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Chriss Scherer Scherer has been the editor of Radio magazine since 1997. His experience in radio includes work as chief engineer at stations in Cleveland (WMMS-FM, WHK-AM, WZJM-FM, WJMO-AM...more

IBOC Power Increase: Almost There

After all the discussion, a compromis has been reached to increase the digital sideband power by 6dB. There’s still a chance an additional 4dB will agreed to. Now it’s up to the FCC to allow it.

I have heard the IBOC opponents call this the end of analog radio. That’s not necessarily a bad thing. Yes, the digital carriers can cause some interference to the analog neighbors, but when is radio going to either commit to HD Radio or give it up? The little guys say it’s being pushed down their throats against their will. The big guys see HD Radio as the way to stay current with the evolution of consumer media.

We have a partial answer on the digital power level. Unfortunately, it’s still not a final decision. A few stations may be able to move ahead and purchase equipment for the full 10dB power increase, but I think many stations will still be on hold until a final resolution is offered.

This is not quite a full step forward for HD Radio.

More Power: Ionic Batteries

I read recently that Fluidic Energy is working on a new energy cell technology that uses metal-air ionic liquid (MAIL). Another battery technology? This one is interesting because it promises to potentially extend the battery life of portable devices by a factor of 11 when compared to existing lithium-ion batteries.

The secret: it uses an ionic liquid salt to conduct electricity. The technology results in a more stable power source that isn’t prone to drying out.

One of the portable HD Radio challenges has been the power consumption, which has recently been addressed. Add MAIL cells and the portable device has an even longer playing time.

It’s not certain when the technology will be ready for consumer use.

Twenty Ten? Two Thousand Ten? Who Cares?

The New York Times reported on a situation that auto manufacturer marketers are facing now. In these critical times of ensuring a company’s ongoing success, a major item on the table (apparently) is how to label the next model year of cars. It’s soon to be 2010. Should that be said twenty ten or two thousand ten?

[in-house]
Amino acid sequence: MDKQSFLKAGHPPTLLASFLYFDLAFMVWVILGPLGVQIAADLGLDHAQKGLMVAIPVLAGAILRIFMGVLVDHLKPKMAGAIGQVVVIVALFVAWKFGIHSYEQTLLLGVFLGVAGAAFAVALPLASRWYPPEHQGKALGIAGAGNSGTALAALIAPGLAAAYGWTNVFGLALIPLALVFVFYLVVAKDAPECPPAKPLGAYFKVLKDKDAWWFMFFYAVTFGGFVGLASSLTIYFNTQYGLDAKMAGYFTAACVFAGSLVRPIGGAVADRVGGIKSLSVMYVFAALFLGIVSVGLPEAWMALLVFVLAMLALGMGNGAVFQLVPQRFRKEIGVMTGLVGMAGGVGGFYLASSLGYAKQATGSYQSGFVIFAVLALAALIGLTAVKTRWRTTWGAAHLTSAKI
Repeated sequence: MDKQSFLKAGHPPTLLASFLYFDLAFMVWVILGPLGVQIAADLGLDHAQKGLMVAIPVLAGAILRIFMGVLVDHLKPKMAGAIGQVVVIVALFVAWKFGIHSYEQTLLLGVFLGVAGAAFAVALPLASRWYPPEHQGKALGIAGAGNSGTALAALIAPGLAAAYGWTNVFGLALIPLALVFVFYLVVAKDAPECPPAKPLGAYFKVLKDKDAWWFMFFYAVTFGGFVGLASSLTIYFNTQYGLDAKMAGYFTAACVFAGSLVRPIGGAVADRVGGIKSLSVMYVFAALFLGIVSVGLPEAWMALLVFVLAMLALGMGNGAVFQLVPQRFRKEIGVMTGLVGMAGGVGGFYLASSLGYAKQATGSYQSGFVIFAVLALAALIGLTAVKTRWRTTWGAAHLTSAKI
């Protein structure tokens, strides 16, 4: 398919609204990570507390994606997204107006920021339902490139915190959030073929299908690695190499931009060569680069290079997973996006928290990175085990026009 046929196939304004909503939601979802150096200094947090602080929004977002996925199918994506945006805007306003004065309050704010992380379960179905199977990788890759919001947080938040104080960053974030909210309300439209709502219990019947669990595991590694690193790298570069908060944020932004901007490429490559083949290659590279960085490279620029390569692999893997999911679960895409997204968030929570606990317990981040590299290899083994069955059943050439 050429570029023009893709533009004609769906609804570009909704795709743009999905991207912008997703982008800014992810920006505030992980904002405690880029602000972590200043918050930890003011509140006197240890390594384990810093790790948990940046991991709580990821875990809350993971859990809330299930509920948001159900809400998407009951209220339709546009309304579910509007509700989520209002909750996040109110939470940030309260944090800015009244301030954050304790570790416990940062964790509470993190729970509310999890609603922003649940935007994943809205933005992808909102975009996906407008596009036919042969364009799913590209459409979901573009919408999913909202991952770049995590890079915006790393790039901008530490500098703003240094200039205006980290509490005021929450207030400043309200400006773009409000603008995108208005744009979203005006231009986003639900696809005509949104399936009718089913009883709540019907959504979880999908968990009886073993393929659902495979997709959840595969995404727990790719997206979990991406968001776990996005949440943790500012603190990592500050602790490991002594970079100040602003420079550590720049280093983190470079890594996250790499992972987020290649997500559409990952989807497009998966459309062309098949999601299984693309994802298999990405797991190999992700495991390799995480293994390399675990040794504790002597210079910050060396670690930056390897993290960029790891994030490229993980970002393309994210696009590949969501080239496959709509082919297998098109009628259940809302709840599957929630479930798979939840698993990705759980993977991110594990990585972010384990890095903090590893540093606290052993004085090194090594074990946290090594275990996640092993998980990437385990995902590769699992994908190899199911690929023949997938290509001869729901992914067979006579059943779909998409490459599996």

We say nineteen ten for 1910. We also say two thousand nine for 2009. Yes, I know some people say twenty oh nine, too.

It appears the two thousand ten verbalization is winning.

I’m so glad that issue has been settled.

Something Sticky for HD Radio Multicast

You have seen by now that some radio groups are being creative with the program sources for their HD Radio multicast streams. When HD Radio first took to the air, many stations created a jukebox player to feed the multicast stream. While that creates a placeholder and puts a niche format on the air, listeners rarely just want a jukebox for an extended time.

In some cases, FM stations will multicast an AM sister station’s audio. It at least provides a cleaner version of an existing program.

So why not take this a step further? Some groups are filling their multicast channels with signals from other markets. One example: Viacom’s KTWV-FM in Los Angeles has been using the feed from its country station in San Bernardino (KFRG).

This does not sit well with a KTWV competitor in LA. That competitor — Mt. Wilson FM Broadcasters — has asked the FCC for a ruling to declare that Viacom’s arrangement violates the FCC’s multiple ownership rules and its FM allocation scheme.

The FCC has already ruled to prevent an owner from beefing up his station count to get around ownership limits. An explanation from the Commlaw Blog from Fletcher, Heald and Hildreth summarizes this well:

The Commission held that if a licensee (call it Licensee A) of a station in a market were to broker a multicast stream from another licensee’s station in the same market, that brokered stream would count towards the local radio ownership cap for Licensee A. This would prevent a maxed-out licensee — such as Viacom in this instance — from programming using another licensee’s in-market multicast channels.

It seems the Mt. Wilson claim is pushing the intent of the rules too far. Viacom already owns all the stations in question.

A better argument is that the Viacom is in essence using the LA signal as a full-power booster for the San Bernardino signal, and Mt. Wilson makes this claim as well. Wilson wants this option closed so no group owner will essentially simulcast an out-of-market stream via a multicast channel.